So, in preparation for sale, we have had to get new storm drains put in. In the short to medium term, this will help us to have a better property and a healthier life while we’re there; in the long term, the new owners will have a superior drainage solution.

Peace,

~Victor

Another unexpected event

Hi Everyone,

So some of you who live in New Zealand may remember that there was a significant flooding event last winter in suburban Christchurch when a few of the rivers were overrun after a storm.  Fortunately, our house itself did not have ingress of water, but our yard and side yards were flooded up to the top of a gumboot (around 1-2 feet) in places.  We noticed after the flood receded that our yard was not draining as quickly as it used to and so the other day we called a plumber out to clear the drains.  We initially thought they might just be blocked.  It turns out that the flood waters caused more damage than we thought.  The flood apparently brought lots of silt and debris which has filled our soak pit which will prevent the water from draining away.  We also discovered that the soak pit is buried underneath one of our outbuildings!

As you would expect it’s going to be a bit costly to fix this problem and it must be done before sale.

As a piece of advice towards anyone who is buying a new property, please try to get an excellent building inspector. Ask around to see who is best or better yet, hire two different ones if you can afford it.  Make sure you’re present at the inspection.  Finding nearly $15k worth of problems over the last 2 1/2 years that the building inspector certified as being in “good condition” which were not even up to code has left an especially bad taste in my mouth.  Make sure you know the basics of current council requirements for houses.

As always – have a great week and keep following Kiwi Homesteading for more updates.

~Grace

Delays

Hi Guys,

Sorry for such a long break between posts. Sometimes real life can get in the way of being able to communicate clearly. Right now I’m going through a few things that are pretty challenging, and so you’ll have to forgive me if I don’t post right away.  Victor and I have recorded part of a segment on the property we’re actively looking at now. I’m not sure if it will be “the one” or not and I’m not even entirely sure we’re ready for the next big move, but hopefully we’ll hear some answers soon and things will get easier.  For now, please stay with us and keep bringing us your encouraging comments and your wonderful friendship.  Thank you for being so patient!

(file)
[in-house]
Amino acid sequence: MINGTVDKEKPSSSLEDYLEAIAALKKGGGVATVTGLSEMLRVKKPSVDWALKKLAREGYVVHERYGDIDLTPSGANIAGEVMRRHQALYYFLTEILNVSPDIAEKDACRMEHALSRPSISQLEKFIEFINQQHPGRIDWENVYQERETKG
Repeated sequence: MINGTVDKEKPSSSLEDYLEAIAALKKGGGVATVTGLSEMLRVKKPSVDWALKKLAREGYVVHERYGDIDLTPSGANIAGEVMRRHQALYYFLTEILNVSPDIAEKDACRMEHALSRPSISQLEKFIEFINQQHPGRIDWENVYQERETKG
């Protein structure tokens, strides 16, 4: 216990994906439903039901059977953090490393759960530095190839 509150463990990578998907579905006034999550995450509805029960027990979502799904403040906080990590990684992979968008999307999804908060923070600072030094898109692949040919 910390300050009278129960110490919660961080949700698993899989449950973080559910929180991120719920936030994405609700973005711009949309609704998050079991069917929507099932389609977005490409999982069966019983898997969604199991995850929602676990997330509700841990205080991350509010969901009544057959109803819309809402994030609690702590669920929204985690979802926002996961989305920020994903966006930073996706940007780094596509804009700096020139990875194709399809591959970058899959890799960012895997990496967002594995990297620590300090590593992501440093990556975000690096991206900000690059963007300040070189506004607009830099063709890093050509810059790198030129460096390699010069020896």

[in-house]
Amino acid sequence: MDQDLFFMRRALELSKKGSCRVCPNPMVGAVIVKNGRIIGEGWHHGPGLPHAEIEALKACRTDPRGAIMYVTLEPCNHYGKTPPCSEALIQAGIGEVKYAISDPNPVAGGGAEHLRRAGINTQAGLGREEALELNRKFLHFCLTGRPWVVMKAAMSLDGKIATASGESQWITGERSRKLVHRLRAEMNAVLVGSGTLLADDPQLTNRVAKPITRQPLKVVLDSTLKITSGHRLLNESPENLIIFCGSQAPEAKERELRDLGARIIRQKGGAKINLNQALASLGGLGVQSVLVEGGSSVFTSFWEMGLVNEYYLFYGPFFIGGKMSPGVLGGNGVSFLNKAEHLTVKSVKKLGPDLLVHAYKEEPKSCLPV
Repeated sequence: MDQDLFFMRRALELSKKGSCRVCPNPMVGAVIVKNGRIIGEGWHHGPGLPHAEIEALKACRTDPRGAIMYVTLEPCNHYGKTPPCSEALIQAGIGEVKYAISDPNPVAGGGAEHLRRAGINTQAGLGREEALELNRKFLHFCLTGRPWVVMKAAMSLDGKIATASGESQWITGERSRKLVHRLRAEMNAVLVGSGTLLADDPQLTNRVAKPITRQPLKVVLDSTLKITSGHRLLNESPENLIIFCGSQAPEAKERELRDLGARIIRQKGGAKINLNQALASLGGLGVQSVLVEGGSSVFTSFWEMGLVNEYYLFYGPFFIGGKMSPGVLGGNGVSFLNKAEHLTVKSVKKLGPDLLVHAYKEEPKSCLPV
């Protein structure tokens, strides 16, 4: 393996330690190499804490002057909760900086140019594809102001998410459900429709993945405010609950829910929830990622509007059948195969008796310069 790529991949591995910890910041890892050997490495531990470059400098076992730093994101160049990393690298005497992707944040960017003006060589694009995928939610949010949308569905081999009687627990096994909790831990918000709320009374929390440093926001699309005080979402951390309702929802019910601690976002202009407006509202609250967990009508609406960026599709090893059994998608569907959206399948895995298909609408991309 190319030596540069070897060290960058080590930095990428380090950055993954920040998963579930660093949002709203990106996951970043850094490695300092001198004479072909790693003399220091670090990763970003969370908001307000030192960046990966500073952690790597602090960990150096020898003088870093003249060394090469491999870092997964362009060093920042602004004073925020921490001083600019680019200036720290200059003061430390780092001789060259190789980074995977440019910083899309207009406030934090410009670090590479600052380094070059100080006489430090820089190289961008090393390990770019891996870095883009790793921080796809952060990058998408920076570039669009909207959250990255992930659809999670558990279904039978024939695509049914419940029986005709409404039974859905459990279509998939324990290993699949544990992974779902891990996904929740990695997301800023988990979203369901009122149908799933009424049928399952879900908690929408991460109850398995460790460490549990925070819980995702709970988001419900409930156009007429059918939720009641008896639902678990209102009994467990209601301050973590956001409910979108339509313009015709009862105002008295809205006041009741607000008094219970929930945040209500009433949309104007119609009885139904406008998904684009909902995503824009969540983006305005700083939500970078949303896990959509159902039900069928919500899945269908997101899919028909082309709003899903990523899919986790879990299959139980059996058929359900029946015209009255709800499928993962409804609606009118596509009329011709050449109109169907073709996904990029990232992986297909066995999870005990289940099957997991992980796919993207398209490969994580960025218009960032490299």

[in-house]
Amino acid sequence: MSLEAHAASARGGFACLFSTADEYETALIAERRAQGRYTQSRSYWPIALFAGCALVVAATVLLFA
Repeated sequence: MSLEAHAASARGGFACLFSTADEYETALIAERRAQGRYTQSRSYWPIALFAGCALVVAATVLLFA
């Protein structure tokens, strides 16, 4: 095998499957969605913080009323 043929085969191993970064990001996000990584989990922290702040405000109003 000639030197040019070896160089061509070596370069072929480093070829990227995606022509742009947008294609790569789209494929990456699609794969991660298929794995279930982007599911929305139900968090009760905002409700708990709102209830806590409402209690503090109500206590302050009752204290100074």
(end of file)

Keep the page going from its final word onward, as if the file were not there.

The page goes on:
~Grace

A “Grace-full” evening

My birthday fell this year on a Monday.  Birthdays are the few days a year that we go out for dinner, so we decided to go a night early.  This year I wanted to try a small Japanese Restaurant in Rangiora called “Secret“.

Secret Japanese is hands down the best Japanese I have eaten in New Zealand.   I have tried many different restaurants all over the globe, but this one is up there with the better ones.  New Zealand Japanese Food is usually about par for the course (excuse the pun) with the likes of pop-up sushi shops on every corner, but tonight I got to taste some pretty darn good sushi from their sushi and teppanyaki chef.  The evening’s meals consisted of 3 sushi rolls which were quite large quantities compared with most and reasonably priced.  The most substantial roll had 14 large pieces.  We shared one rainbow roll, one dragon roll and a new one for me which was called a Godzilla roll.  The Godzilla was a California style roll with shrimp instead of the usual imitation crab.   It also had cashew nuts sprinkled on top and a wonderfully sweet glaze with a sharp, tangy ending note.  We also had their teppanyaki, mostly because it was late and the kids get bored quickly.  Little Duckie is still feeling unwell too, so it was nice that she wasn’t too easily disturbed by the shouts and cries of her older sisters which have become standard experiences when out to eat.  The manager was very accommodating and came around many times to clear dishes or entertain the little ones so that we could enjoy our evening in peace.   The customer service at Secret is fantastic.  When they did not have an item they sent someone out to get it rather than having to change my order.